Cambrian Explosion Month #05: Phylum Cnidaria – Anthozoa

Cnidarians are a diverse group that includes modern corals, sea anemones, sea pens, jellyfish, hydra, and even some parasitic forms. They’re the closest relatives of bilaterians in the animal evolutionary tree, and their ancestry goes back at least 560 million years into the Ediacaran Period, with the polyp-like Haootia being one of the earliest definite cnidarian fossils – and molecular clock estimates suggest the group might have actually originated much much earlier than that, possibly as much as 740 million years ago.

The anthozoan lineage of cnidarians (corals, anemones, and sea pens) spend their adult lives as polyps attached to the seafloor, either solitary or colonial, and since many lineages have hard calcium carbonate skeletons their fossil record is generally much better than that of the soft-bodied medusozoan jellyfish.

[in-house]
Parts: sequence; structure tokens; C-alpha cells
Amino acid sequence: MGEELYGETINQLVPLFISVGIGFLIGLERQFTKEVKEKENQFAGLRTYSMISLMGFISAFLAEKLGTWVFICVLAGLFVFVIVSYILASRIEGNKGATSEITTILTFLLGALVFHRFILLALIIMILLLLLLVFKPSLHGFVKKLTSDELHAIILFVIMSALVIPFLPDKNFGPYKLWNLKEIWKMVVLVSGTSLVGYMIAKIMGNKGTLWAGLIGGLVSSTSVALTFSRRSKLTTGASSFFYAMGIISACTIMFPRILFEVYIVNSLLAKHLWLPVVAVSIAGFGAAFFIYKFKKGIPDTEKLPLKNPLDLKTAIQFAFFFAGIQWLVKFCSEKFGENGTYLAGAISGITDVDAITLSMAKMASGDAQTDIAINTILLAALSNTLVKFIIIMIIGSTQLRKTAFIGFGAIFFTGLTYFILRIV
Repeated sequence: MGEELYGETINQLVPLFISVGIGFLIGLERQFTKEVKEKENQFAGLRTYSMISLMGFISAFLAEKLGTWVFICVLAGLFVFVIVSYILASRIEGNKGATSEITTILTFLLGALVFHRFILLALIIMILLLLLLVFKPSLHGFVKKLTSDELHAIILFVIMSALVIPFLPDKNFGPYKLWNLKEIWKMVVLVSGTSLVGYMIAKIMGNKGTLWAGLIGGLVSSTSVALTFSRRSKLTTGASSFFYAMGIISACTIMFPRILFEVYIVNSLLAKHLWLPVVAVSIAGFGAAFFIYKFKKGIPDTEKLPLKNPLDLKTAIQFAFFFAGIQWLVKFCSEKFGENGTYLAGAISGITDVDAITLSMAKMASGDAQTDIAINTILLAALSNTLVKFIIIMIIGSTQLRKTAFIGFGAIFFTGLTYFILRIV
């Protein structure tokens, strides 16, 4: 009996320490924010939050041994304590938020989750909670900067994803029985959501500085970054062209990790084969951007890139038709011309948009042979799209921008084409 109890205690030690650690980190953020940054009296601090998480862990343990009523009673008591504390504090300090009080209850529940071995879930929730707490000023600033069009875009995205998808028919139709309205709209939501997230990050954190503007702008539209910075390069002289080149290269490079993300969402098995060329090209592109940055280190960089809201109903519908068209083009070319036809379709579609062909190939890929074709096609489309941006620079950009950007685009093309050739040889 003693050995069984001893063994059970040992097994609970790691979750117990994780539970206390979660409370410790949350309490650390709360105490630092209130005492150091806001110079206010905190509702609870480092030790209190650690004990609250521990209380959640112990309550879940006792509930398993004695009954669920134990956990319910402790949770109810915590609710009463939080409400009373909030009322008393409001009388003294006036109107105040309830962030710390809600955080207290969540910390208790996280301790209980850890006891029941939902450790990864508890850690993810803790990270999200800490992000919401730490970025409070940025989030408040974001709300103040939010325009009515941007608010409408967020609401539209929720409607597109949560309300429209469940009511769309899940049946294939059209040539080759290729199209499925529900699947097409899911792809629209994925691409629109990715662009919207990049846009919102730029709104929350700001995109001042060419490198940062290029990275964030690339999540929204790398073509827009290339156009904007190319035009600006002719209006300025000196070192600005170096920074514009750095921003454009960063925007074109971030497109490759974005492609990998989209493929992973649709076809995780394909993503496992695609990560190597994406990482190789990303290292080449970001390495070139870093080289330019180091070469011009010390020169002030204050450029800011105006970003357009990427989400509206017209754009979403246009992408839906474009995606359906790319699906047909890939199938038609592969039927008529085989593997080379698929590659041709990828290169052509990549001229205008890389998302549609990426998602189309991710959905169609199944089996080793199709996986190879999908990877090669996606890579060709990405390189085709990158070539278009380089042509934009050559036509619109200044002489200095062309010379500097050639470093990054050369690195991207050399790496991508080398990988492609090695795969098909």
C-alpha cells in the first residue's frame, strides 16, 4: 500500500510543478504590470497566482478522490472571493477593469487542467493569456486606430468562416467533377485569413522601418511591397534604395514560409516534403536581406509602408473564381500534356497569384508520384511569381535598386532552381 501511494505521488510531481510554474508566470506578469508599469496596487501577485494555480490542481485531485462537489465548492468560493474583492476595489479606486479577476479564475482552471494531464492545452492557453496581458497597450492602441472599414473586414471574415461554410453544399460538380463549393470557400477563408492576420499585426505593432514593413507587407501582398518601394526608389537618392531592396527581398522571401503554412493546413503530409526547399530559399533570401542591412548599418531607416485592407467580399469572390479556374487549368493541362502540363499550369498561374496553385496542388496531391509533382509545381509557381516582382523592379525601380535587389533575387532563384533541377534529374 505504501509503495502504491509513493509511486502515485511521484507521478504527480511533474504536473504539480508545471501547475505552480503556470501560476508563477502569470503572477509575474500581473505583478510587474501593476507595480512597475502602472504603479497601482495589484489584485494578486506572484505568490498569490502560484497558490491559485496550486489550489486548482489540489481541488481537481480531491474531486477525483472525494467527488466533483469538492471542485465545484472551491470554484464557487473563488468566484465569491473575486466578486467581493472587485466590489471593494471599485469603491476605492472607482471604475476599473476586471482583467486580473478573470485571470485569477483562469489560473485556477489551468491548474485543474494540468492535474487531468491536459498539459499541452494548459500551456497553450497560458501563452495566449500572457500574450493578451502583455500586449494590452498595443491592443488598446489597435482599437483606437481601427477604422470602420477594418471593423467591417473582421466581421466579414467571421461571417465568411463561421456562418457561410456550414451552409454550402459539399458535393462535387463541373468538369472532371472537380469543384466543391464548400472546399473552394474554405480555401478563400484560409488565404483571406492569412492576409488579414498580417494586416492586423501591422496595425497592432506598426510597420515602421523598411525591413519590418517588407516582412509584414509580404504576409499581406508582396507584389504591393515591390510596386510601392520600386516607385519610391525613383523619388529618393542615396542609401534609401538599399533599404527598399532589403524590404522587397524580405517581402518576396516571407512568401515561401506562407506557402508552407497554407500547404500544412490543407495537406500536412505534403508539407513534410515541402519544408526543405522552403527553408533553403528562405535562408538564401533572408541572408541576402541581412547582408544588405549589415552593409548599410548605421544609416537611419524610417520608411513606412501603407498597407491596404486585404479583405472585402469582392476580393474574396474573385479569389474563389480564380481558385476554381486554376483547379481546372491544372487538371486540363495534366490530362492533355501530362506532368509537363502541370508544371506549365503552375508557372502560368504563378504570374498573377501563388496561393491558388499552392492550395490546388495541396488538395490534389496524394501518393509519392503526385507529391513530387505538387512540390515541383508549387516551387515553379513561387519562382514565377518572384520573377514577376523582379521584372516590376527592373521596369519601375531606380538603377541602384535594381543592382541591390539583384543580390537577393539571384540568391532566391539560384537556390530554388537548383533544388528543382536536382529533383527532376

While corals are major contributors to reef ecosystems in modern times, back during the Cambrian they were actually rather rare. The weird little archaeocyathan sponges were the main reef-builders in the early-to-mid Cambrian, and after their decline reefs were mainly formed by algae and other types of sponges.

But, sometimes, growing among these reefs were also some tiny Cambrian corals.

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Spectember #22: Land Dolphins 2 – The Beakening

And so we finish Spectember as we started… with ridiculous land dolphins!

Transcript for the text on the image under the cut:

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Spectember #19: Flightless Bats

(Giant Flightless Bats From The Future are bit of a specevo meme, so of course I had to include some this month.)

Transcript for the text on the image under the cut:

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